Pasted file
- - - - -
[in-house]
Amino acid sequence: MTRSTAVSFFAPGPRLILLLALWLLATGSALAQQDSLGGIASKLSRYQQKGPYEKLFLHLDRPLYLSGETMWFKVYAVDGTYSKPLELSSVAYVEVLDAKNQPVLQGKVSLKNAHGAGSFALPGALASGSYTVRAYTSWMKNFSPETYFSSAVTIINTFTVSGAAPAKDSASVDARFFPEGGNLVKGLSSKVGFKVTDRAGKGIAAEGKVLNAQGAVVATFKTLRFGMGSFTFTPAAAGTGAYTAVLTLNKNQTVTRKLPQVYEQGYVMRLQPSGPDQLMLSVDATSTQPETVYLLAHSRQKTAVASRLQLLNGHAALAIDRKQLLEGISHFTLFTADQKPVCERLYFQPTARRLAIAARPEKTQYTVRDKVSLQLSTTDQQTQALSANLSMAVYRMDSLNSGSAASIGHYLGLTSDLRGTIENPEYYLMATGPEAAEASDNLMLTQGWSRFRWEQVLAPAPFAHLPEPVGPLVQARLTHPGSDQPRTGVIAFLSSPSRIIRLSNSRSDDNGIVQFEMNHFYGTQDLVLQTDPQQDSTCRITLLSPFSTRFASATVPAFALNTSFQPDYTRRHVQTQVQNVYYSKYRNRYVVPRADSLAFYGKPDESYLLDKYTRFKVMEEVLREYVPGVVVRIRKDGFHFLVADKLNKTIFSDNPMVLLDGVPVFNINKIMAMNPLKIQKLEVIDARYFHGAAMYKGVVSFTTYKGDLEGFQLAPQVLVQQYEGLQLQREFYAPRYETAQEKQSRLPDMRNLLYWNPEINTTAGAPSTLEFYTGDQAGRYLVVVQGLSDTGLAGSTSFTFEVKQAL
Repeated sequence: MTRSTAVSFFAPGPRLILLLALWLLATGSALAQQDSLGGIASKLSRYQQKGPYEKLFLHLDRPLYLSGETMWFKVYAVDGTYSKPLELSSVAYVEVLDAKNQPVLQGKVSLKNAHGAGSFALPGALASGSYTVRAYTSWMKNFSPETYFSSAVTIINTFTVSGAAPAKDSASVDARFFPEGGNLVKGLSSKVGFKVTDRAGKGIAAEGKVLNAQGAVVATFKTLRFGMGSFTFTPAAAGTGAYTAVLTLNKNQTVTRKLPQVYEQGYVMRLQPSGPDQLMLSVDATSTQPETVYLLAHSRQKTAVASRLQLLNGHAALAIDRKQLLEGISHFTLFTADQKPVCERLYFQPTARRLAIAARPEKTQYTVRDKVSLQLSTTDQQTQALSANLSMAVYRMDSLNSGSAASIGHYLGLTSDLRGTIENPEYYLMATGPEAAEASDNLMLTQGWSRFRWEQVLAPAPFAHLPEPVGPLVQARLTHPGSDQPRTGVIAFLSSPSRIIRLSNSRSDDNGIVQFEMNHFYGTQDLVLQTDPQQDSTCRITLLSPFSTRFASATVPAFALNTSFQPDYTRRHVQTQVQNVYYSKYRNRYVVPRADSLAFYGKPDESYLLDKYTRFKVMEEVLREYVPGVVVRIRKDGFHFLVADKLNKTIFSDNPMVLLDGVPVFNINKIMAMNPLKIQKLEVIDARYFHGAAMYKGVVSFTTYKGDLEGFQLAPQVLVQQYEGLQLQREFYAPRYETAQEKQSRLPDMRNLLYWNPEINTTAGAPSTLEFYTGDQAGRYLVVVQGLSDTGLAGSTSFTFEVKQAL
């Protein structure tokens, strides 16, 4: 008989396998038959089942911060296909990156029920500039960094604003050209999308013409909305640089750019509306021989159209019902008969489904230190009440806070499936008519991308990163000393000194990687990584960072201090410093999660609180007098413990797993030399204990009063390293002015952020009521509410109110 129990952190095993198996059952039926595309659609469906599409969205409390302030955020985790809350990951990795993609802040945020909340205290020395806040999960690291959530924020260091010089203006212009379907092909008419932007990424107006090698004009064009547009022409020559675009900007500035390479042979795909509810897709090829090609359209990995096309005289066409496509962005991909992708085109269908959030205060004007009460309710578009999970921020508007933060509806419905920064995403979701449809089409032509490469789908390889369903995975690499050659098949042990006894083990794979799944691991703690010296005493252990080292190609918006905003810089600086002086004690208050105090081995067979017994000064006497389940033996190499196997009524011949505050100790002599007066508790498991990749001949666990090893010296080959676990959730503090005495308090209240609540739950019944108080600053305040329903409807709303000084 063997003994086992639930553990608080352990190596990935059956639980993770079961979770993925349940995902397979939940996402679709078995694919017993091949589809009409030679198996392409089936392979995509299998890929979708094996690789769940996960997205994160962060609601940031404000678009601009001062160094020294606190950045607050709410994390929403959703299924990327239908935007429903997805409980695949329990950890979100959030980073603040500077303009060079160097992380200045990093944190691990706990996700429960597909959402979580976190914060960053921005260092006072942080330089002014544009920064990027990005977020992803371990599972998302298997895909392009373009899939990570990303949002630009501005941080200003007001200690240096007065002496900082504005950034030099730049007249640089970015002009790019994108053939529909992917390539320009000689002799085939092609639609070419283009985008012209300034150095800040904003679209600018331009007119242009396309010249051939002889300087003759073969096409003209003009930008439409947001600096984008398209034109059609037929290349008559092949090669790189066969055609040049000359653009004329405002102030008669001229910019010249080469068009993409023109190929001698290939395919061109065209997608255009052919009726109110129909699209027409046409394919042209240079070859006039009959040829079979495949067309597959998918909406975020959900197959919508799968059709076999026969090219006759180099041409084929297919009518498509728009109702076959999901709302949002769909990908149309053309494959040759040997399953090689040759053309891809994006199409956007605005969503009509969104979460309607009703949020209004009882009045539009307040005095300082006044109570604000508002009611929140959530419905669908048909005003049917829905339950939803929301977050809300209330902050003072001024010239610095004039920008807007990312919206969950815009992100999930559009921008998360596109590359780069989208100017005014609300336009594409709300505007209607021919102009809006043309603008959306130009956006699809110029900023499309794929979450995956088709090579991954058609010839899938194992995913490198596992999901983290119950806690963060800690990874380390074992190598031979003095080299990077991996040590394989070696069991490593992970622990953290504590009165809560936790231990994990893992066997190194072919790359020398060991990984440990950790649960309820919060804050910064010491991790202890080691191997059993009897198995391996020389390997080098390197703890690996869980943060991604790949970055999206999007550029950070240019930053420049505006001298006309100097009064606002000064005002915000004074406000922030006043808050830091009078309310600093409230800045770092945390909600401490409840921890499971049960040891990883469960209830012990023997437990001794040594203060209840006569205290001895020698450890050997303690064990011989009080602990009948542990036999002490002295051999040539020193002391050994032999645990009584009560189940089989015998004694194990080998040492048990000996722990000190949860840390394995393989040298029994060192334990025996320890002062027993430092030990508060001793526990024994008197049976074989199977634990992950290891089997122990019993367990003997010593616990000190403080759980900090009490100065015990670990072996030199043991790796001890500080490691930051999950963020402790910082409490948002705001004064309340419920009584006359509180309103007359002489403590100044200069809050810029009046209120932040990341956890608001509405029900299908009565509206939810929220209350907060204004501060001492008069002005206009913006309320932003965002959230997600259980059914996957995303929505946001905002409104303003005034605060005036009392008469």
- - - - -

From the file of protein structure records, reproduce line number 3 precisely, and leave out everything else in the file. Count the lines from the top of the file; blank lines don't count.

Repeated sequence: MTRSTAVSFFAPGPRLILLLALWLLATGSALAQQDSLGGIASKLSRYQQKGPYEKLFLHLDRPLYLSGETMWFKVYAVDGTYSKPLELSSVAYVEVLDAKNQPVLQGKVSLKNAHGAGSFALPGALASGSYTVRAYTSWMKNFSPETYFSSAVTIINTFTVSGAAPAKDSASVDARFFPEGGNLVKGLSSKVGFKVTDRAGKGIAAEGKVLNAQGAVVATFKTLRFGMGSFTFTPAAAGTGAYTAVLTLNKNQTVTRKLPQVYEQGYVMRLQPSGPDQLMLSVDATSTQPETVYLLAHSRQKTAVASRLQLLNGHAALAIDRKQLLEGISHFTLFTADQKPVCERLYFQPTARRLAIAARPEKTQYTVRDKVSLQLSTTDQQTQALSANLSMAVYRMDSLNSGSAASIGHYLGLTSDLRGTIENPEYYLMATGPEAAEASDNLMLTQGWSRFRWEQVLAPAPFAHLPEPVGPLVQARLTHPGSDQPRTGVIAFLSSPSRIIRLSNSRSDDNGIVQFEMNHFYGTQDLVLQTDPQQDSTCRITLLSPFSTRFASATVPAFALNTSFQPDYTRRHVQTQVQNVYYSKYRNRYVVPRADSLAFYGKPDESYLLDKYTRFKVMEEVLREYVPGVVVRIRKDGFHFLVADKLNKTIFSDNPMVLLDGVPVFNINKIMAMNPLKIQKLEVIDARYFHGAAMYKGVVSFTTYKGDLEGFQLAPQVLVQQYEGLQLQREFYAPRYETAQEKQSRLPDMRNLLYWNPEINTTAGAPSTLEFYTGDQAGRYLVVVQGLSDTGLAGSTSFTFEVKQAL